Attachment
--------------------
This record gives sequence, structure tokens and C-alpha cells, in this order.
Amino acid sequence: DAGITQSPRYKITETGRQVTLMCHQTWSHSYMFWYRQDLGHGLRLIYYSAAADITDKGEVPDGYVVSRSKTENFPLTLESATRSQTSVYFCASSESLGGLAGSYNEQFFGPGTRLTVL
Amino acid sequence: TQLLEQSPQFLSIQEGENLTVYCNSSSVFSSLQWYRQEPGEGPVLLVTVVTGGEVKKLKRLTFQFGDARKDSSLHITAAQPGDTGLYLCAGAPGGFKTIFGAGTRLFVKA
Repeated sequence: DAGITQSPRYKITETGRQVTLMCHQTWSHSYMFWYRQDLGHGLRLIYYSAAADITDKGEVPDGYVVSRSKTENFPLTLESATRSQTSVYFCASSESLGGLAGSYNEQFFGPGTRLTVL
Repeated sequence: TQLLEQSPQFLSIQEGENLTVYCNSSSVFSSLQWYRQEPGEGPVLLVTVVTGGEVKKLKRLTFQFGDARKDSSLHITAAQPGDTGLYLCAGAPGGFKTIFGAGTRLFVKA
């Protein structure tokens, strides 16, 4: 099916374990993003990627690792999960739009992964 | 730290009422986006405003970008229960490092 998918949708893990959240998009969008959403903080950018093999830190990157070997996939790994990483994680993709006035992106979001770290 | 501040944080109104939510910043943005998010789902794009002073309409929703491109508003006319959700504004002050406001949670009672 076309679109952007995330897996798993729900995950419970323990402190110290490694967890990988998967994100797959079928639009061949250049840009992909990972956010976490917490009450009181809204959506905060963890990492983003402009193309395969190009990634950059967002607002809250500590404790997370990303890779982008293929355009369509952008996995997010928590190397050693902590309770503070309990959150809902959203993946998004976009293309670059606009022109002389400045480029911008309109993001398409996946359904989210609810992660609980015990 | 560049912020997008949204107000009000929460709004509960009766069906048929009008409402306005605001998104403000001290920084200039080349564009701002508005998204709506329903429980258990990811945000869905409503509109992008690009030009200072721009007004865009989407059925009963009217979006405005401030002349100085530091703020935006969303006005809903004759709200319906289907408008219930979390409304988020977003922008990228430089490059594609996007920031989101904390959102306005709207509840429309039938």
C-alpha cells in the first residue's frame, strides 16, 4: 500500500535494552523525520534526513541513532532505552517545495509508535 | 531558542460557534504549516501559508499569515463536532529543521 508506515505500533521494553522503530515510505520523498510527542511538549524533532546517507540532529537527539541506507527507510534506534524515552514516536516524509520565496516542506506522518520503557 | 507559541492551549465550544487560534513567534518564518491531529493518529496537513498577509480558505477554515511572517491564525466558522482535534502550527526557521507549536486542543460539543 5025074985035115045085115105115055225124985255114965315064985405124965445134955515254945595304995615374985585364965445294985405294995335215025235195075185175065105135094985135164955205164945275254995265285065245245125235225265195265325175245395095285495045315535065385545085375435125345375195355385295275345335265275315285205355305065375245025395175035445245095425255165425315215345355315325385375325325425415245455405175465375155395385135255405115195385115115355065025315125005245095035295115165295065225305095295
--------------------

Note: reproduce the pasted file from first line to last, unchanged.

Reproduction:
This record gives sequence, structure tokens and C-alpha cells, in this order.
Amino acid sequence: DAGITQSPRYKITETGRQVTLMCHQTWSHSYMFWYRQDLGHGLRLIYYSAAADITDKGEVPDGYVVSRSKTENFPLTLESATRSQTSVYFCASSESLGGLAGSYNEQFFGPGTRLTVL
Amino acid sequence: TQLLEQSPQFLSIQEGENLTVYCNSSSVFSSLQWYRQEPGEGPVLLVTVVTGGEVKKLKRLTFQFGDARKDSSLHITAAQPGDTGLYLCAGAPGGFKTIFGAGTRLFVKA
Repeated sequence: DAGITQSPRYKITETGRQVTLMCHQTWSHSYMFWYRQDLGHGLRLIYYSAAADITDKGEVPDGYVVSRSKTENFPLTLESATRSQTSVYFCASSESLGGLAGSYNEQFFGPGTRLTVL
Repeated sequence: TQLLEQSPQFLSIQEGENLTVYCNSSSVFSSLQWYRQEPGEGPVLLVTVVTGGEVKKLKRLTFQFGDARKDSSLHITAAQPGDTGLYLCAGAPGGFKTIFGAGTRLFVKA
């Protein structure tokens, strides 16, 4: 099916374990993003990627690792999960739009992964 | 730290009422986006405003970008229960490092 998918949708893990959240998009969008959403903080950018093999830190990157070997996939790994990483994680993709006035992106979001770290 | 501040944080109104939510910043943005998010789902794009002073309409929703491109508003006319959700504004002050406001949670009672 076309679109952007995330897996798993729900995950419970323990402190110290490694967890990988998967994100797959079928639009061949250049840009992909990972956010976490917490009450009181809204959506905060963890990492983003402009193309395969190009990634950059967002607002809250500590404790997370990303890779982008293929355009369509952008996995997010928590190397050693902590309770503070309990959150809902959203993946998004976009293309670059606009022109002389400045480029911008309109993001398409996946359904989210609810992660609980015990 | 560049912020997008949204107000009000929460709004509960009766069906048929009008409402306005605001998104403000001290920084200039080349564009701002508005998204709506329903429980258990990811945000869905409503509109992008690009030009200072721009007004865009989407059925009963009217979006405005401030002349100085530091703020935006969303006005809903004759709200319906289907408008219930979390409304988020977003922008990228430089490059594609996007920031989101904390959102306005709207509840429309039938």
C-alpha cells in the first residue's frame, strides 16, 4: 500500500535494552523525520534526513541513532532505552517545495509508535 | 531558542460557534504549516501559508499569515463536532529543521 508506515505500533521494553522503530515510505520523498510527542511538549524533532546517507540532529537527539541506507527507510534506534524515552514516536516524509520565496516542506506522518520503557 | 507559541492551549465550544487560534513567534518564518491531529493518529496537513498577509480558505477554515511572517491564525466558522482535534502550527526557521507549536486542543460539543 5025074985035115045085115105115055225124985255114965315064985405124965445134955515254945595304995615374985585364965445294985405294995335215025235195075185175065105135094985135164955205164945275254995265285065245245125235225265195265325175245395095285495045315535065385545085375435125345375195355385295275345335265275315285205355305065375245025395175035445245095425255165425315215345355315325385375325325425415245455405175465375155395385135255405115195385115115355065025315125005245095035295115165295065225305095295